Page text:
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 1563 Pte. R. Hissey, 94th Foot

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PostSubject: 1563 Pte. R. Hissey, 94th Foot   Sat Mar 17, 2012 6:08 pm

"Robert Hissey was born in the Parish of Sommers Town, London, and enlisted at Aldershot on 10 August 1870. Having declared that he had never served in any branch of the forces he was found, in September 1871, to belong to the 5th Middlesex Militia and in consequence was deprived of his pay until May 1874. He served in South Africa from 26 February 1879 until 16 October 1881, taking part in the Zulu War of 1879 and the Transvall War of 1880-81. During the latter conflict he was one of the small garrison of the 94th that successfully defended the town of Lydenburg against besieging Boer forces for nearly three weeks. During the siege Hissey was severely wounded by a gun shot wound to his head on 9 February 1881. He appeared before a Medical Board at Pietermaritzburg on 15 May 1881, who recommended him for a change of climate to England. He was accordingly returned home to Netley Hospital in October 1881, and was discharged from the service from Netley, unfit for service, on 6 December 1881.

The garrison at Lydenburg originally consisted of the 94th Regiment, but with the exception of a small detachment, the regiment was withdrawn on 5 December, 1880. The remaining troops consisted of 54 non-commissioned officers and men of the 94th, a Sergeant and 7 Sappers, R.E., eight N.C.Os and men of the Commissariat and Hospital Corps, with Surgeon Falvey in medical charge, and Conductor Parsons in charge of supplies. Lieutenant Walter Long, a 24-year old junior officer of the 94th, was placed in command, and on receipt of instructions from Pretoria immediately set to work to strengthen the defences. He constructed a fort by erecting stone walls between a number of thatched-roof huts which were covered with tarpaulins. An underground magazine was constructed in which over 200,000 rounds of ammunition, left behind by the 94th, was stored. Three months supply of preserved meat, eight months' flour for bread making, and ample supplies of groceries and vegetables provided for a lengthy siege.

On 23 December Long was visited by Dietrich Muller who said he had been deputed by the Boer Government to demand the immediate surrender of the garrison which was refused by Long.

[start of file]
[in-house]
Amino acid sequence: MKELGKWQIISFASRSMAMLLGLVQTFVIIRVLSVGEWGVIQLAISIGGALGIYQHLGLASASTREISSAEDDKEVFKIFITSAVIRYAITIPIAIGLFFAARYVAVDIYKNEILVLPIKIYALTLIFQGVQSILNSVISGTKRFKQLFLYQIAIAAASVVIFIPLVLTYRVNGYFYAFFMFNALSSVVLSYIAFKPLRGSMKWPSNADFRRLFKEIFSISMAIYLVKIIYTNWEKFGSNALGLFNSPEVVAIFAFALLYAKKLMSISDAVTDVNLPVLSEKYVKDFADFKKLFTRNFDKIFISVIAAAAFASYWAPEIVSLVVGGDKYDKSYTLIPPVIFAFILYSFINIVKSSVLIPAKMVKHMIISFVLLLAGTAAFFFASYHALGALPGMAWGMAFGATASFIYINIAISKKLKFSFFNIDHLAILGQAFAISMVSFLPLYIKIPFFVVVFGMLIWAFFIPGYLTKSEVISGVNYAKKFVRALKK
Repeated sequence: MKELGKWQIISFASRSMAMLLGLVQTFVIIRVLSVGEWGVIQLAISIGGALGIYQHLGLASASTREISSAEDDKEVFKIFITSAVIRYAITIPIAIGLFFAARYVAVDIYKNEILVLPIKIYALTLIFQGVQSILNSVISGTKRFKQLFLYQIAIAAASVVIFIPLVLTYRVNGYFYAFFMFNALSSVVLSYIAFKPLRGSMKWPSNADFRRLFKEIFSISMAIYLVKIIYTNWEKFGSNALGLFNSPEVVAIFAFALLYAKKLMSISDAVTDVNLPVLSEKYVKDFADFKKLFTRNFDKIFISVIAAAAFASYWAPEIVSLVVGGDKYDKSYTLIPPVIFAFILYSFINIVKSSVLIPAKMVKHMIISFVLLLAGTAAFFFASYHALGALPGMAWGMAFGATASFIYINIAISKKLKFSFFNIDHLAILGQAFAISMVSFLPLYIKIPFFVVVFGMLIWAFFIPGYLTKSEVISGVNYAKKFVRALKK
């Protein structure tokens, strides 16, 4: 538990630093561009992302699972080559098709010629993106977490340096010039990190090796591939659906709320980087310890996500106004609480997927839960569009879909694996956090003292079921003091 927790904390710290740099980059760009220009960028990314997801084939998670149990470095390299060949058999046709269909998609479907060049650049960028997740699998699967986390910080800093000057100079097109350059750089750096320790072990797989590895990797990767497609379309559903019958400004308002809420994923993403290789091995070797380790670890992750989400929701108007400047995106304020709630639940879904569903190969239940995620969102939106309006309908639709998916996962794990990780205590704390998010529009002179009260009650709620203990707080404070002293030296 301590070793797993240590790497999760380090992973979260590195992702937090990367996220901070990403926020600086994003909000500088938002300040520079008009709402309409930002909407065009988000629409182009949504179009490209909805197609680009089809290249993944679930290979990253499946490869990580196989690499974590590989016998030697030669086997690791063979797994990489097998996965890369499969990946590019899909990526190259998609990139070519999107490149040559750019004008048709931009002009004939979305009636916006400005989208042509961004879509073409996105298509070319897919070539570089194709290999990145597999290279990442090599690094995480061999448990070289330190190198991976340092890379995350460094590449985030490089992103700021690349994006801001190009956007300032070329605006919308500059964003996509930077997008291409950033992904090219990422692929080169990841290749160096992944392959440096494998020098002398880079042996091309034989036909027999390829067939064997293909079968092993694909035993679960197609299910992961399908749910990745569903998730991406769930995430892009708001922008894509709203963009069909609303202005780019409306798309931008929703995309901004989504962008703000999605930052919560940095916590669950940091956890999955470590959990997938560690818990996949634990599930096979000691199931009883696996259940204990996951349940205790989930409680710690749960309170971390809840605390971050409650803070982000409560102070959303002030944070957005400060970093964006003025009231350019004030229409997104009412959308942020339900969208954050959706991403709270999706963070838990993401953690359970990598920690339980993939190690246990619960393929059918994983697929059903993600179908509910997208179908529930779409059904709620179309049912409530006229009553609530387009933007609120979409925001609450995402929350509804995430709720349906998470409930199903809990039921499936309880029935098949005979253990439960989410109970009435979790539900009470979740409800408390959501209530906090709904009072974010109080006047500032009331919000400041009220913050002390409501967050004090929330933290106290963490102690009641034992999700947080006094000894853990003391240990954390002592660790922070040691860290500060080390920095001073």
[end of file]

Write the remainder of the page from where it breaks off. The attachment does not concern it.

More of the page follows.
The Boers took up a position two miles off on the road to Middelburg on 3 January, 1881, and commenced their attack on the 6th. Two hundred and fifty men entered the town and proclaimed the Republic, again calling on Long to surrender, which he again refused to do. The Boer force was now estimated at between 500 and 600 men. Approaching to within 250 yards of the fort they opened fire, continuing for about 3 hours without harming the garrison. A cannon opened fire on the fort on 8 January but the shells passed harmlessly over. Later a second gun was used against the garrison which caused damage.

Conductor Parsons was prominent on several occasions, leading parties to dislodge the Boers from posts too close to the Fort, crawling up to the 'Old Dutch Laager' and throwing a lighted hand grenade into the camp, causing a stampede, and, on another occasion, he tried to lay a mine but was discovered and obliged to fall back under heavy fire.

On 23 January the water supply was found to be running short and the garrison was placed on short ration until a heavy rainfall on 8 February afforded relief.

On 4 March the enemy successfully set fire to the thatched roofs of the fort. On the morning of 10 March, two men appeared under a flag of truce bearing a letter from Alfred Aylward, formerly editor of the Natal Witness (who had joined the Boer forces), offering favourable terms of capitulation, to which Lieutenant Long replied that he would continue to defend the Fort until he received instructions to the contrary.

On 23 March the Boer Commandant sent in under a flag of truce a copy of the Natal Mercury describing Sir George Colley's defeat and death, and the terms of the armistice, but hostilities continued until 30 March, when Lieutenant Baker of the 60th Regiment arrived with despatches confirming the terms of peace. The siege lasted eighty-four days. Casualties were four killed, including two volunteers, and nineteen wounded."
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